‘Hawthorne & Heather’ is a series on my life with my partner spirit Hawthorne, focused on how the spirits have impacted my life. While these posts are relevant to the Otherfaith in that my life involves the Four Gods and their spirits, they will be more focused on my own life with the spirits. This is not intended as an introduction to spirit work but an exploration of my own life with the spirits and adjusting to life afterward, as it were.
This piece will deal with animal death and killing. If those are distasteful to you, you will not want to read farther. This includes an image with blood and feathers from the bird.
I’ve never killed an animal before. My family didn’t raise chickens or any other animals for the slaughter. We kept pets like dogs, cats, fish. I was aware from a young age that meat came from dead animals, my mother refusing to teach me anything else. She had learned of the brutalities at factory farms as a young girl and become a vegetarian. She wanted me to know that if I was eating meat, I was eating an animal that had died so that I could consume them. There were to be no pleasant obscured realities in her household.
Perhaps this is what led to me, as a pre-teen, to want to know about slaughtering and death. Meat of all kinds had always been my preferred food. But as I would look at slabs of meat at the grocery, I wanted to know how the animal went from their whole form to a simple chunk. I was not so much obsessed as I was curious.
I never became a vegetarian, like my mother. Or a vegan. I wanted to go on hunting trips with my family (not allowed, as I had not been born with the right parts). I wanted to fish and learn how to properly prepare a fish from living to gutted to ready to fry. When I learned of the traditional making of sausage and other ‘gross’ meats, I wasn’t repulsed but thought that using the most of an animal was appropriate. They had died, why would we not use the most of them we could? Wasn’t to do anything else inappropriate, disrespectful?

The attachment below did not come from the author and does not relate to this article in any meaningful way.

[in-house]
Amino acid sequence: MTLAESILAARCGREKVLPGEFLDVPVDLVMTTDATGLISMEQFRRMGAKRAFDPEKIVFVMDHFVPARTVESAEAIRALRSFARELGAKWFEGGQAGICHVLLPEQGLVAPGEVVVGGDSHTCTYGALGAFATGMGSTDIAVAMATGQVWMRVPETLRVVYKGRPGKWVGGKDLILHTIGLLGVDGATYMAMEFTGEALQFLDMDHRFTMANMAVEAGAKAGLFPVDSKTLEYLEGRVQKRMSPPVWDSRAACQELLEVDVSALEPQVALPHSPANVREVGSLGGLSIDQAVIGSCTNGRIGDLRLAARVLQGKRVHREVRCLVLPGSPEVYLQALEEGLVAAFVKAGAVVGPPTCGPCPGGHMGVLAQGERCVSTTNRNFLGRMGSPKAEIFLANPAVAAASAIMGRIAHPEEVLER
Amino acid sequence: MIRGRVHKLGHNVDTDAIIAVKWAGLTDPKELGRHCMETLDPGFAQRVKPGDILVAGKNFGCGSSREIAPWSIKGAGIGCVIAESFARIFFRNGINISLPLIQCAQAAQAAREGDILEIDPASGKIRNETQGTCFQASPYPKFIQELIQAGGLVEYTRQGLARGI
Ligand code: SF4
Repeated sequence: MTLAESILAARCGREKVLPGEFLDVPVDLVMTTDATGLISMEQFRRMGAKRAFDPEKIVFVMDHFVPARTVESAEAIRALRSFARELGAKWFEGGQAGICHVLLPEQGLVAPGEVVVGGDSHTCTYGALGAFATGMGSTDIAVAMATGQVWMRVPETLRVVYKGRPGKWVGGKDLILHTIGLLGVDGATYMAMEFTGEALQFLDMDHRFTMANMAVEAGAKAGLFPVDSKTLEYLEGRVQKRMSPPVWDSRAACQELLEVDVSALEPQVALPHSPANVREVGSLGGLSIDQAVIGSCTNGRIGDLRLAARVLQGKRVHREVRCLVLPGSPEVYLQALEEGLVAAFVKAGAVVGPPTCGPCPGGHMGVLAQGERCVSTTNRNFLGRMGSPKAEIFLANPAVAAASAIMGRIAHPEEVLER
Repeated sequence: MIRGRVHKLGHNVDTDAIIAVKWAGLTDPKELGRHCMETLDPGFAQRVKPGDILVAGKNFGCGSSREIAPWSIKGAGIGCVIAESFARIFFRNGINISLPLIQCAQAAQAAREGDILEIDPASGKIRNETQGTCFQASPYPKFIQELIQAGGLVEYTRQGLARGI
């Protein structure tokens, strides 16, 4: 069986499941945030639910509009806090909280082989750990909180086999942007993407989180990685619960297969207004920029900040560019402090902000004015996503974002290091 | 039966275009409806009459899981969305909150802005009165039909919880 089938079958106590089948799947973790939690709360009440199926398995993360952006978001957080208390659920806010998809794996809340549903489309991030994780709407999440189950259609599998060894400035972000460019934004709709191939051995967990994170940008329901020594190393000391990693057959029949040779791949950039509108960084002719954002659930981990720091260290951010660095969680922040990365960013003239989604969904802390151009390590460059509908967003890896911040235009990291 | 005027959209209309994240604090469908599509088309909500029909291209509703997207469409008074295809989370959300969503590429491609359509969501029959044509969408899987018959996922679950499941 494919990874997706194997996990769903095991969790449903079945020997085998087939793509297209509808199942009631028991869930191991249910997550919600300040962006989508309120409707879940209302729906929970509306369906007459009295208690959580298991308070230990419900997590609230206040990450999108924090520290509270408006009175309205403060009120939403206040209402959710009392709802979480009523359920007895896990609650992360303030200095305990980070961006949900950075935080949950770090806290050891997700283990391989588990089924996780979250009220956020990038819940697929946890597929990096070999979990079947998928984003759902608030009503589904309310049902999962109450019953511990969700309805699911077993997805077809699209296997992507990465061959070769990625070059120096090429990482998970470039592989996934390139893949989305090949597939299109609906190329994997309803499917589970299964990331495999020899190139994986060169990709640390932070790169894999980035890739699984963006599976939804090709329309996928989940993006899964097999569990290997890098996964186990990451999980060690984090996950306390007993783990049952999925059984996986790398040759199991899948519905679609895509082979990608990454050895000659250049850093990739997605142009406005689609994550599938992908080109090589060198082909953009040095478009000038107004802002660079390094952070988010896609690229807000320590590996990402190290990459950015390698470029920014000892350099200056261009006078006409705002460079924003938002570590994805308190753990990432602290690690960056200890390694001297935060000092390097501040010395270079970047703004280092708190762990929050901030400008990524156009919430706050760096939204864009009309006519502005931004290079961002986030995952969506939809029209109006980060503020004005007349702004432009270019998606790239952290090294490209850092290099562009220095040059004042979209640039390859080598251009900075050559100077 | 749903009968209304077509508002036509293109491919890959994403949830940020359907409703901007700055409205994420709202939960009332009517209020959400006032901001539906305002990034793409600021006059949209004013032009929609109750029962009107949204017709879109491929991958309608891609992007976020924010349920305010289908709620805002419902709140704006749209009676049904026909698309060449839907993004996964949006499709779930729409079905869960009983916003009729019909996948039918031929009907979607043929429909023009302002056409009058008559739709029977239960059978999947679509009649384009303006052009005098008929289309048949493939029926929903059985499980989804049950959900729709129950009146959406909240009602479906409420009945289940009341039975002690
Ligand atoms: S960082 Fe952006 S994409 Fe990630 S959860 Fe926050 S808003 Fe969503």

My mother didn’t take issue with my meat consumption. She went to extra lengths to buy certain meat from certain ranches – her issue was not with death-for-food but with the unnecessary cruelty.
I eventually decided that I wanted to participate in the slaughter of every kind of animal I ate. Ideally, of course, I wanted to always slaughter the animal I ate, but that wasn’t a possibility. I would settle for what I could. And I made a commitment to myself that if I couldn’t kill the animal, if I couldn’t even hold witness to their death, I had no right to eat them.
My mother took in chickens a few years ago, for the eggs. But some turned out to be roosters, and she didn’t want them and they would harass the other birds. So she decided to do what her grandmother did – kill them, clean them, eat them. I asked to take part in it, to see what it was like and to see how I handled it.
My mother, when she has caught a bird to kill him, will not change her mind. She told me, after she killed her first rooster, that she hated it. It made her feel guilty, and she was worried about giving the bird a quick death. My brother – raised vegetarian, unlike me – tried the bird after he had been cooked, but he didn’t find the meat tasty. (He has, on occasion, tried meat. Once he could ask for it, he was allowed to try it. But he’s never been fond of it.) My mother ate the bird, of course. She wasn’t going to let his body go to waste.
“Hold him still,” she told me after she had wrapped him in a towel. “You have to hold him tight, because he’ll start flapping after he’s dead.”
I held the bird as tight as I could without hurting him.
It was strange, feeling him breathe, being surrounded by the group of young children as we were. (Most of whom had already killed and butchered animals as part of their family’s business or livelihood.) Feeling him still as we laid him down. My stomach became tied in knots. As my mother put it, the feeling is as if one is about to jump from a cliff.
‘Are we going to do this right?’ I thought. ‘What if we mess up?’
Of course, we were already well into the process, and with a thwack his head came off. Blood splattered across the ground and my hands. My mother tossed his head into a bucket and held up the body so the blood would drip out.